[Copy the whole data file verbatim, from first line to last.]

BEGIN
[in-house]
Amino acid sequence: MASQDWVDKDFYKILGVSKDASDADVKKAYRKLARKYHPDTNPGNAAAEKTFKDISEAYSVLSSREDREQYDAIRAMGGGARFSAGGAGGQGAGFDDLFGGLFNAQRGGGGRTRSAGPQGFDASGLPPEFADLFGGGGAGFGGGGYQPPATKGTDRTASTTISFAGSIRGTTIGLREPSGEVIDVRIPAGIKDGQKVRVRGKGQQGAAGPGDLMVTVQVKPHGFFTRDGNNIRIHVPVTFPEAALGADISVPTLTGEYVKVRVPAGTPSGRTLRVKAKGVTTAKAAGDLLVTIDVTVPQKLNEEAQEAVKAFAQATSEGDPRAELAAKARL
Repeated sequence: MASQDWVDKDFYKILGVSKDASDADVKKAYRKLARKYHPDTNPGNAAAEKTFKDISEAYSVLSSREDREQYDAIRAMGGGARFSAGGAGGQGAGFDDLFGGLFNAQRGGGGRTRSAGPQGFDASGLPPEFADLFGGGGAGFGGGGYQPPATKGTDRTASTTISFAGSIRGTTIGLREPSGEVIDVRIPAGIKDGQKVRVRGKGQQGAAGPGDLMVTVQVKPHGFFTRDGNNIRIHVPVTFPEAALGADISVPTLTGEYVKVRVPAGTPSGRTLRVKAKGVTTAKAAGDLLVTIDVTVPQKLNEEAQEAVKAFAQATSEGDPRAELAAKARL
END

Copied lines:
[in-house]
Amino acid sequence: MASQDWVDKDFYKILGVSKDASDADVKKAYRKLARKYHPDTNPGNAAAEKTFKDISEAYSVLSSREDREQYDAIRAMGGGARFSAGGAGGQGAGFDDLFGGLFNAQRGGGGRTRSAGPQGFDASGLPPEFADLFGGGGAGFGGGGYQPPATKGTDRTASTTISFAGSIRGTTIGLREPSGEVIDVRIPAGIKDGQKVRVRGKGQQGAAGPGDLMVTVQVKPHGFFTRDGNNIRIHVPVTFPEAALGADISVPTLTGEYVKVRVPAGTPSGRTLRVKAKGVTTAKAAGDLLVTIDVTVPQKLNEEAQEAVKAFAQATSEGDPRAELAAKARL
Repeated sequence: MASQDWVDKDFYKILGVSKDASDADVKKAYRKLARKYHPDTNPGNAAAEKTFKDISEAYSVLSSREDREQYDAIRAMGGGARFSAGGAGGQGAGFDDLFGGLFNAQRGGGGRTRSAGPQGFDASGLPPEFADLFGGGGAGFGGGGYQPPATKGTDRTASTTISFAGSIRGTTIGLREPSGEVIDVRIPAGIKDGQKVRVRGKGQQGAAGPGDLMVTVQVKPHGFFTRDGNNIRIHVPVTFPEAALGADISVPTLTGEYVKVRVPAGTPSGRTLRVKAKGVTTAKAAGDLLVTIDVTVPQKLNEEAQEAVKAFAQATSEGDPRAELAAKARL